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A Stomach Ulcer From Stress

author image Lori Newell
I hold a Master's degree in exercise physiology/health promotion. I am a certified fitness specialist through the American College of Spots Medicine and an IYT certified yoga teacher. I have over 25 years experience teaching classes to both general public and those with chronic illness. The above allows me to write directly to the reader based on personal experiences.
A Stomach Ulcer From Stress
A stressed-out mother holds her brow as she loads a cart full of groceries into her car on top of which her son is sitting. Photo Credit: David De Lossy/Photodisc/Getty Images

Stress can contribute to the development of many diseases and it can exacerbate the symptoms of existing conditions. This includes stomach, or peptic, ulcers. While stress alone does not cause peptic ulcers, learning to manage stress can help to control symptoms and reduce the risk of complications. The first step is to understand what a stomach ulcer is and the role stress plays in this condition.

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A peptic ulcer is diagnosed when the lining of the stomach, small intestine or esophagus develops sores, states the Mayo Clinic. Peptic ulcers are caused by the bacteria Helicobacter pylori or H. pylori. For reasons not well understood, this bacteria, which normally exists in the lining of the stomach, can sometimes cause an inflammation of the stomach or intestines. Taking non-steroidal anti-inflammatory drugs or osteoporosis medications, heavy alcohol consumption and stress can all make the symptoms of this condition worse.


According to the University of Maryland Medical Center, the symptoms experienced with a stomach ulcer vary from person to person. The most common is abdominal pain that occurs between the breastbone and the belly button. It tends to be worse between meals and first thing in the morning when the stomach is empty, although some patients never have any symptoms at all. The pain may last for minutes or hours. Fatigue, gas, nausea, vomiting, weight loss and loss of appetite are other warning signs.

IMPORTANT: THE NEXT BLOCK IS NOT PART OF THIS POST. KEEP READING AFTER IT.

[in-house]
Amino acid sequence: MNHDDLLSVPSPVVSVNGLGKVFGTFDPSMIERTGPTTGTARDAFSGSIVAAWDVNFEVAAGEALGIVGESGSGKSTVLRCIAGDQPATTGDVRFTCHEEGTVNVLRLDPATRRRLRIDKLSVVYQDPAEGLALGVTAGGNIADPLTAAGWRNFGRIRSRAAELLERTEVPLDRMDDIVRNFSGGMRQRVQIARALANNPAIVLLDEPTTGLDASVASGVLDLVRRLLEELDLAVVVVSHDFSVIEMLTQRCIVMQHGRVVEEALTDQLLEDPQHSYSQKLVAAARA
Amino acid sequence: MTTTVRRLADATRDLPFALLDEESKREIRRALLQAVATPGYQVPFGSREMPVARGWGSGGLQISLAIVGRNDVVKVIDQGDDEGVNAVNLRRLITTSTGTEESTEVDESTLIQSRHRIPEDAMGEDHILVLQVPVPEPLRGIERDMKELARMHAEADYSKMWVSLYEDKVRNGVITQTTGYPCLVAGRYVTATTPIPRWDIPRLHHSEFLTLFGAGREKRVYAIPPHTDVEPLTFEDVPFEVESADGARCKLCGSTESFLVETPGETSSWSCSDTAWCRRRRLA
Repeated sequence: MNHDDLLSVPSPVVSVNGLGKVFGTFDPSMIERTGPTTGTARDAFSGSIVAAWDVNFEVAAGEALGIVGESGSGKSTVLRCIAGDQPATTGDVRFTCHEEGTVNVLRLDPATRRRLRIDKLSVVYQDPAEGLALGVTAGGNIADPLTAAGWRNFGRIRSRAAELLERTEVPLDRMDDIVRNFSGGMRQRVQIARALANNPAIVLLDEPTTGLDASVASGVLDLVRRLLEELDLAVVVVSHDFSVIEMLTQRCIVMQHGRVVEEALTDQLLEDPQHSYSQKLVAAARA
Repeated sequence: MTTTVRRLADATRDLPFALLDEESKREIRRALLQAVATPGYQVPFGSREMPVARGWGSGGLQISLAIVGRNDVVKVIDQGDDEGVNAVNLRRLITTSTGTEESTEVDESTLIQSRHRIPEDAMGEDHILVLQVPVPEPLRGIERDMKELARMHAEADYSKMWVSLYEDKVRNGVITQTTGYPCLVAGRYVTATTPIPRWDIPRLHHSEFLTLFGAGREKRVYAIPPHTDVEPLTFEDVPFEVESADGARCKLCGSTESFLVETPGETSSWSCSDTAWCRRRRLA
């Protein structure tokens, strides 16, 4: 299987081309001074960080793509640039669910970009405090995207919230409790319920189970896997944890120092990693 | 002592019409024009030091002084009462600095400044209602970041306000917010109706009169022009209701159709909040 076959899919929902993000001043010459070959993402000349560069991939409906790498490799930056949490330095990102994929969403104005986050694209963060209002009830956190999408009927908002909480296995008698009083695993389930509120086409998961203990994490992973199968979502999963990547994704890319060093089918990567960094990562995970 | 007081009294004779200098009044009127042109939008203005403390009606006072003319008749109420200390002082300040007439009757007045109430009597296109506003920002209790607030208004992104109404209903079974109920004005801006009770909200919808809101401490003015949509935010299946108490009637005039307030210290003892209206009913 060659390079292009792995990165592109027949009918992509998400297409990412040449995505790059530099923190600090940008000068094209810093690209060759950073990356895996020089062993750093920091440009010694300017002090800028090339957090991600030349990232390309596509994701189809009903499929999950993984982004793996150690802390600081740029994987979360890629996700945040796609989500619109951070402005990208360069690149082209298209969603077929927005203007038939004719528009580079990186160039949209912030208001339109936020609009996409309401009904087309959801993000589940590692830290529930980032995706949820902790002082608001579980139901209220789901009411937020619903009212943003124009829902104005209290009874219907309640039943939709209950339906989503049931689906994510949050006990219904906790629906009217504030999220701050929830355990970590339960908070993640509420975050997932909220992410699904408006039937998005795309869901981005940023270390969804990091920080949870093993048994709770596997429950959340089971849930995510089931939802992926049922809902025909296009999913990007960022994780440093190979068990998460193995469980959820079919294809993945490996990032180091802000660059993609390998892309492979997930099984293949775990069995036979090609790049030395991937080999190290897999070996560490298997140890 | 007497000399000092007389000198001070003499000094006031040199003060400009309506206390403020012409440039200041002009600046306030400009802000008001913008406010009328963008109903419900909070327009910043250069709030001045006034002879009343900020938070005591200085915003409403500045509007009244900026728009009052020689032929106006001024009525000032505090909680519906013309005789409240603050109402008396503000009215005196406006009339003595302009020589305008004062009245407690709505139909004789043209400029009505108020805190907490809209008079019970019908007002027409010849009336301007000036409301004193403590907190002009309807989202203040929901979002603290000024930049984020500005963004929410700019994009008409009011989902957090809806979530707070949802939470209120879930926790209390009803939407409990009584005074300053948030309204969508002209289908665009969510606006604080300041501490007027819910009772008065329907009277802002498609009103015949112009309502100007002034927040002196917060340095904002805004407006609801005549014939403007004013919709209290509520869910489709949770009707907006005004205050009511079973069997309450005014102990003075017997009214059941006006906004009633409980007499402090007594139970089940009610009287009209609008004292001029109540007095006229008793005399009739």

In times of stress, there are many reactions that take place in the body to prepare it to fight or flee. Blood and oxygen flow to the muscles and brain is increased to improve reaction time. The immune system is suppressed to conserve energy. While there is no exact link between stress and the development of stomach ulcers, the stress response can also increase stomach acid production, warns Merck. This increase in acid production, may make symptoms such as abdominal pain worse. In addition, feeling stressed may lead to choosing unhealthy behaviors such as drinking, smoking and poor eating habits, all of which can contribute to stomach ulcers.


Peptic ulcers can be cured, according to the National Digestive Diseases Information Clearinghouse. Treatment must be a multidisciplinary approach. This includes eliminating medications that may be causing the ulcers and replacing them with other medications, taking antibiotics per a doctor's orders, taking medications to reduce stomach acid and, in rare cases, surgery. Avoiding spicy foods and managing stress will also help to control symptoms.


There are several components of a successful stress management program. The American Psychological Association suggests first becoming aware of the situations that cause stress and examining your reactions to these situations. Avoiding stressful events or finding healthier ways to deal with them is a must. Becoming aware of the signs and symptoms of stress and then learning a relaxation or meditation technique to lower stress levels is important. Getting support from others and playing an active role in the treatment plan for a peptic ulcer will help to establish feelings of being in control, which can bring stress levels down.

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